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Fig. 5 PowerPoint Presentation

Fig. 5

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Fig. 5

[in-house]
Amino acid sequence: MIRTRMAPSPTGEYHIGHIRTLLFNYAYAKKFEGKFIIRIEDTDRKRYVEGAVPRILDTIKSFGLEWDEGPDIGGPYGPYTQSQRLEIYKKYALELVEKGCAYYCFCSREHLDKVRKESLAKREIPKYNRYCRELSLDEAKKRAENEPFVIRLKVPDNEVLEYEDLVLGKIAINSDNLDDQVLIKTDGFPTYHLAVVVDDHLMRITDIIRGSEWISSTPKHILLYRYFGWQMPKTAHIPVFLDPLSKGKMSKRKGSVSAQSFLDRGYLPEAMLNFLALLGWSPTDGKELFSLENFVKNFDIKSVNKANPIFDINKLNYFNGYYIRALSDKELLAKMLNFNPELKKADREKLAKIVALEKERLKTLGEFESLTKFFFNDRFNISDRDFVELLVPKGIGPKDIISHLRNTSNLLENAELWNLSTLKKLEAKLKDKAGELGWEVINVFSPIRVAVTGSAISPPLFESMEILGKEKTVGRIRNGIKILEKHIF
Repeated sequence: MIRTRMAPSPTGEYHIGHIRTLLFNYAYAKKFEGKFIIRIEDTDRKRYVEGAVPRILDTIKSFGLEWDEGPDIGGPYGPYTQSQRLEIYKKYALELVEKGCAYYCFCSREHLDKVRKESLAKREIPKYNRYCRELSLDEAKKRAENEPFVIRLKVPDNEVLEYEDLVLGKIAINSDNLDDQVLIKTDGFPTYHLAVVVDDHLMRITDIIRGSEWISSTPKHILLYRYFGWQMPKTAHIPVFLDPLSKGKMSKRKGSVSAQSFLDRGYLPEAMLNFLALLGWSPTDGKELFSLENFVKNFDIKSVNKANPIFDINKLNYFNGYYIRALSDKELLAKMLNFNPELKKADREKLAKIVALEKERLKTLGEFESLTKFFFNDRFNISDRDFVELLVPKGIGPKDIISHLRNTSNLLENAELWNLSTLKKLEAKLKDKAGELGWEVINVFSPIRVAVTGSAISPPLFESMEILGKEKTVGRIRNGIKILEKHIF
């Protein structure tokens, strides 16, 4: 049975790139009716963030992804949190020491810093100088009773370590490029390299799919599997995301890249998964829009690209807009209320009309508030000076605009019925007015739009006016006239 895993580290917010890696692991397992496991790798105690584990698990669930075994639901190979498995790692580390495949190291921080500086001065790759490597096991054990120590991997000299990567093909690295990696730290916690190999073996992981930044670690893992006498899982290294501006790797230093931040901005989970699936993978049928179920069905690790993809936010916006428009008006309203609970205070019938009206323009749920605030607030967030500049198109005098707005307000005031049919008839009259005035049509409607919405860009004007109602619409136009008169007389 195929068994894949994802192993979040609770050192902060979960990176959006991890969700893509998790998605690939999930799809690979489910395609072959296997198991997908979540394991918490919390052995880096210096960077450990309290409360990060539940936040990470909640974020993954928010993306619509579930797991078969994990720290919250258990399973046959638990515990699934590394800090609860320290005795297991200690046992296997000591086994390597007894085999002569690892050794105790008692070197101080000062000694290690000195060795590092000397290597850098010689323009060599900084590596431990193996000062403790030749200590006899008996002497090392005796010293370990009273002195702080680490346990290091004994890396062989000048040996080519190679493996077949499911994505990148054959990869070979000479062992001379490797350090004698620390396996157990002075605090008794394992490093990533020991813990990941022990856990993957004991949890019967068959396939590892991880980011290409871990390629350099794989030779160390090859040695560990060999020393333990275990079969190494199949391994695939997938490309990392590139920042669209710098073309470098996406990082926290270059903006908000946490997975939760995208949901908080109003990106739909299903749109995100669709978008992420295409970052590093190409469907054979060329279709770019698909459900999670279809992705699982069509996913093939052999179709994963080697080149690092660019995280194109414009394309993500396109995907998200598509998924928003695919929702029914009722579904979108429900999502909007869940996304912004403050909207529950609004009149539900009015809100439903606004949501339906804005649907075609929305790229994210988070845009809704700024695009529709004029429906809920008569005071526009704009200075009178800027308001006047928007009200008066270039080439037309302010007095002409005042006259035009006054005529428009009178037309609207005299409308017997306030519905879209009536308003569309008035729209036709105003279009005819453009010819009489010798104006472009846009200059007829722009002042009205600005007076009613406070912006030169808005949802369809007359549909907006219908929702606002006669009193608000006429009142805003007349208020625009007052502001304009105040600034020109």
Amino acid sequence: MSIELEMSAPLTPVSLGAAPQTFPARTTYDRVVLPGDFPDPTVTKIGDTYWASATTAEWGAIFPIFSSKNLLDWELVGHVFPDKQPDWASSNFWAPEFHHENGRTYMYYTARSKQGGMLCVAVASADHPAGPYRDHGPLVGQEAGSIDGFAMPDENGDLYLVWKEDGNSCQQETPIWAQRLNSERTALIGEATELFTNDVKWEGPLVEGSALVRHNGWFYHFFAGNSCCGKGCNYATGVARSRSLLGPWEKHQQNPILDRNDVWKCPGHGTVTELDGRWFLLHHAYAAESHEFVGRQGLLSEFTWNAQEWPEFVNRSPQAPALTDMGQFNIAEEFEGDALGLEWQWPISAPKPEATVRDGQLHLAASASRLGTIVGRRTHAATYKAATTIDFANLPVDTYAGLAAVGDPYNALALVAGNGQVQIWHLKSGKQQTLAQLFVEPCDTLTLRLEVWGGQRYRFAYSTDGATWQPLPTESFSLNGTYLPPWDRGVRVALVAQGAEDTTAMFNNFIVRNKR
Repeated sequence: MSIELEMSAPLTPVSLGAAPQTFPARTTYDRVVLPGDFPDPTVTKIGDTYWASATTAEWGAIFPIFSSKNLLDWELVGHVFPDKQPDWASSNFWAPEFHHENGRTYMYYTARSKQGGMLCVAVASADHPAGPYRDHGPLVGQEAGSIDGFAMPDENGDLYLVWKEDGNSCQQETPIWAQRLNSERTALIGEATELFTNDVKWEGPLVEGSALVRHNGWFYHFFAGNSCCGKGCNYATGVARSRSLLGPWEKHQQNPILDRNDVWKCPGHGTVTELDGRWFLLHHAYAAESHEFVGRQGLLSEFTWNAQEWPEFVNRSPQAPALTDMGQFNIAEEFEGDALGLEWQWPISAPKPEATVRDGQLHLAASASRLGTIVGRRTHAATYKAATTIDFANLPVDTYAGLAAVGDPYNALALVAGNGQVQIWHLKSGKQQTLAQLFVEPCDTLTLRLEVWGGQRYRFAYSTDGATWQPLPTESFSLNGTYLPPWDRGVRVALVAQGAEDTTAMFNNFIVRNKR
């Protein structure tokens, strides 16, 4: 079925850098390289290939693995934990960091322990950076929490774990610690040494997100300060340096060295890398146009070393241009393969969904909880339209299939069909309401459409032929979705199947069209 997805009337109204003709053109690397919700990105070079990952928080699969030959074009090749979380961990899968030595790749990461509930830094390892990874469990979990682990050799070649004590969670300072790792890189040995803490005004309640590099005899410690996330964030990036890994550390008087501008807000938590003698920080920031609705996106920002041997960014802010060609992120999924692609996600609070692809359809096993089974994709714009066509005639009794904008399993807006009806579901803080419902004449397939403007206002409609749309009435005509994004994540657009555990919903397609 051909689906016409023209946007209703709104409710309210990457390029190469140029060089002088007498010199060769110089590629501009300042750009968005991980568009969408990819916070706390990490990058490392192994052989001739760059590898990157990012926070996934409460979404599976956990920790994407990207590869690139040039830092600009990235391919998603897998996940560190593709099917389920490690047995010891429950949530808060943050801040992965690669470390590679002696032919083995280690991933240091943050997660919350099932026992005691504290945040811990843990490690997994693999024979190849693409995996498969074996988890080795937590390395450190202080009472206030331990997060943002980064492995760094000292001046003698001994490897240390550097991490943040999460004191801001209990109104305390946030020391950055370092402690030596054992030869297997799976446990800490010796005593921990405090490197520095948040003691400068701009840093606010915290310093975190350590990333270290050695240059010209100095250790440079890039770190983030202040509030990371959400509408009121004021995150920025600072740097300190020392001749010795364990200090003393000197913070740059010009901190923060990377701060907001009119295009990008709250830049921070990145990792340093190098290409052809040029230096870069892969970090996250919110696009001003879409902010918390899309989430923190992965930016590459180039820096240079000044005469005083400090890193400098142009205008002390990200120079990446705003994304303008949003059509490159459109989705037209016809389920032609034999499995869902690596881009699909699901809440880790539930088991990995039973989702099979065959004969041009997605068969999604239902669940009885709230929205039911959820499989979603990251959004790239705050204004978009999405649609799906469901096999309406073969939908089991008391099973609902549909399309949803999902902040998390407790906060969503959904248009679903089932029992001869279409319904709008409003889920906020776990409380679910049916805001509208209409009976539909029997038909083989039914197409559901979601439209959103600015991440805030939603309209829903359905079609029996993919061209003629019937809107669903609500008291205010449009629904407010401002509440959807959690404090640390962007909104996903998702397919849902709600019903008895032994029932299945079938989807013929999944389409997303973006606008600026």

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  1. Prosthetic Ear Fixation Mechanism Joseph Hippensteel, Steve Noel, Ashley Phillips, Evan Rogers, and Cullen Rotroff Department of Biomedical Engineering, University of Wisconsin Fig. 3a Fig. 3c Fig. 3b Fig. 5 Fig. 6 c b d a Fig. 8a Fig. 8b Fig. 7 Fronczak, Frank. Personal interview. 1 Mar. 2007. Gion, Greg G. "Facial and Somato Prosthetics." 3 Mar. 2007 <http://www.facialprosthesis.com/index.htm>. Vistafix Product Catalog. Colorado: Cochlear Americas. ~1 mm References/Acknowledgements Client: Greg G. Gion, BA, BS, MMS, CCA Advisor: Willis Tompkins, Ph.D, Dept. of Biomedical Engineering Abstract There are currently two mechanisms in use to attach prosthetic ears. A magnetic mechanism provides an easy, yet precarious, attachment. A clipping mechanism affords a stable attachment but requires excessive force, inducing eventual wear on the prosthesis. A new fixation mechanism was desired that provides secure fixation with minimal attachment force. A new method was developed that combined two magnetic place holders with a threaded locking-post. Preliminary Designs Screw Cap Design The screw cap design is to attach solely with the center post. The screw cap is a solid cylinder emerging from the inner face of the prosthetic ear (Fig. 5c). The cap is tapered at the bottom two mm of the cylinder. Just above the taper origin, the cylinder has a single revolution of threading (Fig. 8b). The thread is positioned such that the screw cap may slide up and down within the post cylinder once medial to its thread (Fig. 7). To attach the prosthesis, the user must insert the screw cap into the center post and then rotate the entire prosthesis one revolution (Fig 9). The subject can then adjust the prosthesis’ orientation to align and attach the two outer magnetic caps with their respective magnetic posts. The outer caps adhere the prosthesis to the subject’s skin surface, while the inner cap blocks prosthesis detachment. To remove the prosthesis, the user must simultaneously apply a tensile normal force in conjunction with a rotational force to bypass the threading. These initial designs falter with their inclusion of moving parts. Figure 3 displays various designs which use a clipping mechanism to attach the prosthesis. Figures 3b and 3c show a flexible, clipping post, which latches around a disk descending from the prosthesis. The small scale of these moving parts provoked significant concerns with fragility. After considering the excessive wear resulting from day to day use, a system with static parts became a major design requirement . Figure 3a) This initial design attached the prosthesis to the post with a spring loaded clip. 3b) Normal force opening clip mechanism. 3c) Clip in locked position. Introduction Testing A strain gauge was used to determine the shear and normal force limits of the magnetic attachment (Fig 4a). Results in the shear and normal direction ranged from one to two pounds. The strain gage only measured one significant figure, yielding inaccurate results. Consequently, a three point bending machine was used to verify shear The current attachment systems fasten three titanium keepers directly into the mastoid bone. A post is screwed into each of the keepers (Fig. 1a). Figure 1a uses three magnetic posts to fasten the prosthetic ear. For a clipping attachment, a bar is placed over three posts that align with clips in the prosthesis (Fig. 1b). Fig. 1a limits for the magnetic attachment system (Fig 4b). This test failed to provide reliable results because the recording software begins after the bending arm applies a minimum force; the prosthesis would detach consistently before the initiating five N load was supplied. Qualitative testing was done by the client to determine the bond strength with stainless steel in the prosthetic ear. Testing was done with a primer from Nusil Technologies. Bond strength was compared to steel placed in silica with and without the primer. Once the steel was placed in the silica, the samples were heated for one hour and allowed to cool. The bond was found to be of sufficient strength, showing failure in the bulk silica and not at the bond interface. Fig. 1b Fig. 4a Fig. 9 Fabrication Process The process used to fabricate the prototype may serve as an ideal method for mass production of the new post and screw cap designs. The keeper will go unchanged in the new system and requires no production considerations. The threaded post, however, creates the difficult manufacturing problem of placing a functional inner thread in a two mm diameter cylinder. To accomplish this, the outer diameter of the post is cut and its outer threads are formed. After the Fig. 4b Figure 1a) Illustration of keeper and post. 1b) Clipping mechanism The magnetic system minimizes prosthesis abrasion with a nominal  attachment force, but its fixation is unstable. Conversely, the clipping mechanism provides a secure fixation but requires a large attachment and detachment force, causing prosthesis wear and discoloration. Most patients Figure 4a) Prosthetic ears and strain gage Figure 4b) Three point bending machine Figure 9: Attachment and removal of the prosthetic ear is achieved through a 360º rotation. The ear is manipulated such that the magnets maintain tight fixation. Final Design Our final design utilizes a modest alteration to the current magnetic attachment system; the two outer posts shown in figure 5d will remain unchanged magnetic attachments. The center post, however, is notably altered in design and function, now serving as a secondary lock; this post provides little force in normal use but prevents unintended removal of the prosthesis when exposed to normal or shear forces. Figure 2) Patient with a prosthetic ear. needing a prosthetic ear have suffered from trauma or were born with microtia, a congenital deformity of the outer ear. An improved quality of life can be obtained with the use of a prosthetic ear made to mirror the contralateral ear (Fig. 2). cylinder’s 2.5 mm inner diameter is bored from the distal surface, the outermost edge of the distal surface is rolled inward. The elastic modulus of standard steel allows its thin walls to be curled inward, producing a narrower diameter at the surface. Finally, the single thread is cut into the narrowed of the inner cylinder. Definitions Keeper: Initial attachment piece that is permanently screwed into the patient’s mastoid bone. Post: Protruding intermediate piece between the keeper and screw/cap. Screw/Magnetic cap: Any piece that descends from the prosthesis and attaches to the post. Future Work Any mechanism that can endure more than 5 N of normal or shear force without detachment is an improvement; however, product life and user safety require further consideration and long term testing. The addition of the threaded safety lock introduces new, small parts. It will be vital to determine the life span of the abutment's inner thread. To determine this, various simulations of unexpected normal and shear forces on the prosthesis will be conducted in addition to continuous attachment and removal simulations. The device should operate properly for a minimum of ~1,000 attachment cycles without destructive wear. By increasing the amount of force the prosthesis can endure without detaching, the device effectively increases force transferred to the user's mastoid. With the fixture anchored in the mastoid, it is imperative that a minimum injury force is identified. If the prosthesis withstands and transfers the force from subsequent impacts to the patient in such a way that causes injury, the design must be modified to include a breakaway force. The breakaway force would be a prosthesis detachment mechanism that engages well before a damaging force could be transferred to the mastoid bone. Center Post Design The Center Post was retrofitted to fit with current keeper design. The design uses an interlocking thread to secure the prosthesis to the patient. The center post has relatively larger outer diameter protruding from the mastoid of the subject (Fig 5b). The protrusion is a hollowed cylinder, with 1 mm thick walls. The distal face the cylinder wall has a slightly narrower inner diameter. This inner diameter of the distal face contains a single thread to permit screw cap entry and exit into the post (Fig 8a). ~1 mm Figure 5a) Available keepers implanted directly into the mastoid bone. 5b) Single inner-thread female post. 5c) Single turn screw cap replacing one magnetic cap. 5d) Two magnetic posts included to supplement new post design. 6) Fixation mechanism with ear detached. 7) Fixation mechanism with ear attached. Center post allows for axial translation. 8) Detailed view of novel fixation components. Problem Statement A new prosthetic ear attachment system is desired. It should prevent accidental detachment, while limiting the force required for attachment and removal; the improved attachment method should minimize abrasion to the coating of the ear. The system should   be indiscrete and accessible for cleaning and maintenance when the prosthesis is detached. The posts must be retrofitted to fit the current keeper design. Lastly, the system should be easily manufactured, facilitating a manageable incorporation into mass-production.